Alison Hall’s Malcolm the Miserable is a witty, heartfelt new play, which follows the recently single Vincent and his ex’s cat Malcolm as they both try to recover from a sudden breakup. Hall has a lot of fun with the premise, mixing cat puns, Malcolm’s hilariously dispassionate descriptions of his own behaviour ‘now I’m going to scratch the shit out of a piece of furniture and there’s nothing you can do to stop me’, and a particularly emotional rendition of ‘Memory’ from Andrew Lloyd Webber’s Cats to great comic effect.

In the title role, William Ridd Foxton is a delight. He developed an instant rapport with the audience through cheeky fourth wall breaks and moments of self-conscious theatricality (‘oh great, you’re monologuing’). Foxton’s timing was excellent, allowing him to make the most of the script’s sardonic humour, and to play to the absurdity of a cat delivering swift repartee and cutting put-downs. This absurdity was enhanced by Foxton’smovement and physicality, which combined catlike nimbleness with a distinctly human impudence, and allowed for moments of effective physical comedy as he coughed up a furball, or clung onto Vincent as he drunk-called his ex.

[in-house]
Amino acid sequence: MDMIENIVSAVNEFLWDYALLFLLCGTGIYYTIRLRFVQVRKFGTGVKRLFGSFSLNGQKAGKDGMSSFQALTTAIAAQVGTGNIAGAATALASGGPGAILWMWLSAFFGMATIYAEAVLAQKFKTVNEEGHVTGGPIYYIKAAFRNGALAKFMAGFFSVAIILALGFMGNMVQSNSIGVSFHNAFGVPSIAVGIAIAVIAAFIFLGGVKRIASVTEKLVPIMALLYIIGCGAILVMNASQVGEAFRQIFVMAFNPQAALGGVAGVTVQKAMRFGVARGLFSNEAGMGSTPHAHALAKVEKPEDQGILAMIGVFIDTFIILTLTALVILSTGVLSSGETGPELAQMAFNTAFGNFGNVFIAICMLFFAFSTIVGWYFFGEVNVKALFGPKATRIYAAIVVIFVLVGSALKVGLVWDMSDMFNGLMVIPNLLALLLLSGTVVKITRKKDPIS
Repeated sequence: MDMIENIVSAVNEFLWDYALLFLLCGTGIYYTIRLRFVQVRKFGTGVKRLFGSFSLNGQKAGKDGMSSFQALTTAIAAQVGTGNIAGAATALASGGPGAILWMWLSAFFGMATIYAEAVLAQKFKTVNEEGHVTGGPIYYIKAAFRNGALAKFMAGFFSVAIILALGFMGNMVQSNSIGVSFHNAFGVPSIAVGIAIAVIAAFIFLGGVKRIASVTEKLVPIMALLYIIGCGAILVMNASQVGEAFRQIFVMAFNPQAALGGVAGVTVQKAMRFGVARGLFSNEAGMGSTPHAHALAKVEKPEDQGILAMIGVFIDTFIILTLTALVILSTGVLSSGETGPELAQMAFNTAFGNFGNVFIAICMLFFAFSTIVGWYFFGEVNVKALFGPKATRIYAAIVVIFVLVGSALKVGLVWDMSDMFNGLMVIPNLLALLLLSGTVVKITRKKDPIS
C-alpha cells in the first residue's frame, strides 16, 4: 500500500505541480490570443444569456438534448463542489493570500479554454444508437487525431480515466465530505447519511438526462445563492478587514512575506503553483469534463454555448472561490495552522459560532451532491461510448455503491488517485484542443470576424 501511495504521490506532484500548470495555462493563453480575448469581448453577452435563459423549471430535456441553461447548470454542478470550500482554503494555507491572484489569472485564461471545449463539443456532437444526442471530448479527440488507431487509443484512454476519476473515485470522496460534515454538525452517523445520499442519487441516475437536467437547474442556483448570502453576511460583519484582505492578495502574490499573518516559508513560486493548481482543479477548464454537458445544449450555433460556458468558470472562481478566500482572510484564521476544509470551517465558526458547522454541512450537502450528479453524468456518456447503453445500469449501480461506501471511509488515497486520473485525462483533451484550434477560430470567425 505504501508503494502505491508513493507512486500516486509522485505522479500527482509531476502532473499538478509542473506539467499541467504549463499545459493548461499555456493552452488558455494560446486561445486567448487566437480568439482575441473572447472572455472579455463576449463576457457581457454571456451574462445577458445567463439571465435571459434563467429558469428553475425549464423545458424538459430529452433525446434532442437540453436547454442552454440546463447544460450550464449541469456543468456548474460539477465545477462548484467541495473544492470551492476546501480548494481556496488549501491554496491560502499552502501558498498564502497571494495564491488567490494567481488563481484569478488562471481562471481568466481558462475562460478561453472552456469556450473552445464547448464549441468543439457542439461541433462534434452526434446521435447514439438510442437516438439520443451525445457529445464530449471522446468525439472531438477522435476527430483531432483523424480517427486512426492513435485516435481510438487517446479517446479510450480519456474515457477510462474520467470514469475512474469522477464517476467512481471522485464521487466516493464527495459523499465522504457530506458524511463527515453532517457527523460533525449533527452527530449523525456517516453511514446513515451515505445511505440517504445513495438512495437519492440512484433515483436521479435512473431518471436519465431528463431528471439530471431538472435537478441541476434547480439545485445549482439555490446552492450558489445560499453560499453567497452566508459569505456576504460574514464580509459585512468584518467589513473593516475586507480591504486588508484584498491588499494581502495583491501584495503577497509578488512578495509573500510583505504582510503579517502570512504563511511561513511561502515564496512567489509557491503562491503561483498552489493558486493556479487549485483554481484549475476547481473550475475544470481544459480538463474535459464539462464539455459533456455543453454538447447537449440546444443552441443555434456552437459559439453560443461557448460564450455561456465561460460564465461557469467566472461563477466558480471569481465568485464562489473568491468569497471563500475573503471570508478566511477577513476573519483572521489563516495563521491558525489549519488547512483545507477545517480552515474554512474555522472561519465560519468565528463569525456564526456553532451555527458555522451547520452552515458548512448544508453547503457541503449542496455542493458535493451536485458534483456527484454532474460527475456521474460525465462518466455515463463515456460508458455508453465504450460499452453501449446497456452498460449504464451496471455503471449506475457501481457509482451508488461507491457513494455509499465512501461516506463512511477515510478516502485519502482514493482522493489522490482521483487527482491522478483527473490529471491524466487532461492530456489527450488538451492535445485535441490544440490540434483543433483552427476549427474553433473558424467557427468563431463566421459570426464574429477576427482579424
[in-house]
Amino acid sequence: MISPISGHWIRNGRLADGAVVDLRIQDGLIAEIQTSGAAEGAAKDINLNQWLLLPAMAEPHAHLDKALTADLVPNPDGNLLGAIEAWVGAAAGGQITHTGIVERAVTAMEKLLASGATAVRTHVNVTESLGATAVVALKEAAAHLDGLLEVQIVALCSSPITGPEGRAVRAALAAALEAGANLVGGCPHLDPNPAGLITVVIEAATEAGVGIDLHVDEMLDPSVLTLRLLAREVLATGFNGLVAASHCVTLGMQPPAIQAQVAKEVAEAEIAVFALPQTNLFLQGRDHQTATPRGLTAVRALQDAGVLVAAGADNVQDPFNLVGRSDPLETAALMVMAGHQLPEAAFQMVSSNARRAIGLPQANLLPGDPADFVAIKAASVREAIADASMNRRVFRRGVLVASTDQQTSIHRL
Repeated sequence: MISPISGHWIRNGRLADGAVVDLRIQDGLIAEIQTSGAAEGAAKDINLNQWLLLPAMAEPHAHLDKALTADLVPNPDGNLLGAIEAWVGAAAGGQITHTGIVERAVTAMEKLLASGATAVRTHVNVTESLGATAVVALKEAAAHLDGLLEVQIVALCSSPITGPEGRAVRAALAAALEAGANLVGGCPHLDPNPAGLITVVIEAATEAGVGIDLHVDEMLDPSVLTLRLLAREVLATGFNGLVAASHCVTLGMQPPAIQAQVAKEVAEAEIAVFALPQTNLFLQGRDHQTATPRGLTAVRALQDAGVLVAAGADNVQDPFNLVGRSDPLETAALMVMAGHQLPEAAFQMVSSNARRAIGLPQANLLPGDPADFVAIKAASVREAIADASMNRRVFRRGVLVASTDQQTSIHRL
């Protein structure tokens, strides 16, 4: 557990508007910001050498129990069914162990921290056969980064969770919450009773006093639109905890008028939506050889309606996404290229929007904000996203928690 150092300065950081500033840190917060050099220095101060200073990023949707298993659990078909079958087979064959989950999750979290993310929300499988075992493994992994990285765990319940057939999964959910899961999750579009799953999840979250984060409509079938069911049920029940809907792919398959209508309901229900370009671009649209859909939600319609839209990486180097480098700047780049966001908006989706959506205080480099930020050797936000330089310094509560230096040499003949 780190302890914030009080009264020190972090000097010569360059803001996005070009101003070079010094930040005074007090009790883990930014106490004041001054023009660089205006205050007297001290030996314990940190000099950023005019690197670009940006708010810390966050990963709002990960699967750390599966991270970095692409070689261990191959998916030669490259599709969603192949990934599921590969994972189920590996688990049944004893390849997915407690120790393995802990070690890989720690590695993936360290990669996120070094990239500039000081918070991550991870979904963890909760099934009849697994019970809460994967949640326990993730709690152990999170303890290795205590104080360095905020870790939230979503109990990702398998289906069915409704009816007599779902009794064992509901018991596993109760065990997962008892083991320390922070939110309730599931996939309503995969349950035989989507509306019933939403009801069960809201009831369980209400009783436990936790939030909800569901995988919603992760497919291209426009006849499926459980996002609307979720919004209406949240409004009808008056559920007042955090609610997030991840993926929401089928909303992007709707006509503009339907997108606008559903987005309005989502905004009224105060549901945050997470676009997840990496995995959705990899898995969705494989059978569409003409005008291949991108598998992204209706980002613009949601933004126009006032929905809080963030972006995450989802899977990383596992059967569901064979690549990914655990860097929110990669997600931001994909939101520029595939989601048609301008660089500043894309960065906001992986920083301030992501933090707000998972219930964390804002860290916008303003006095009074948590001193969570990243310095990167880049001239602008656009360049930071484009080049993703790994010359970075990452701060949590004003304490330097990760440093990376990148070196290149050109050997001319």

Foxton’s performance is nicely complemented by Gus Brown as Malcolm’s long-suffering, newly adopted owner. Brown brought a sweetness and sincerity to the role, winning the audience’s sympathy with his naive optimism, his earnest but hilarious struggles with writer’s block, and his rapid switches from shouting at Malcolm to sobbing hopelessly in the space of three seconds. Brown’s gentler, more understated approach to his character provided an effective contrast to Foxton’s energy, and the two performers worked well together; the gradual, grudging development of their affection for one another was believable and touching.

At times, the pace of the dialogue dragged a little, and some slow lighting transitions disrupted the flow of the play, leaving long periods of inaction onstage. However, this can be put down to first night difficulties, and the show as a whole was engaging and enjoyable. It is a testament to Hall’s writing, and to the performances of both actors, that they are able to command the audience’s attention – and their laughter – for so long.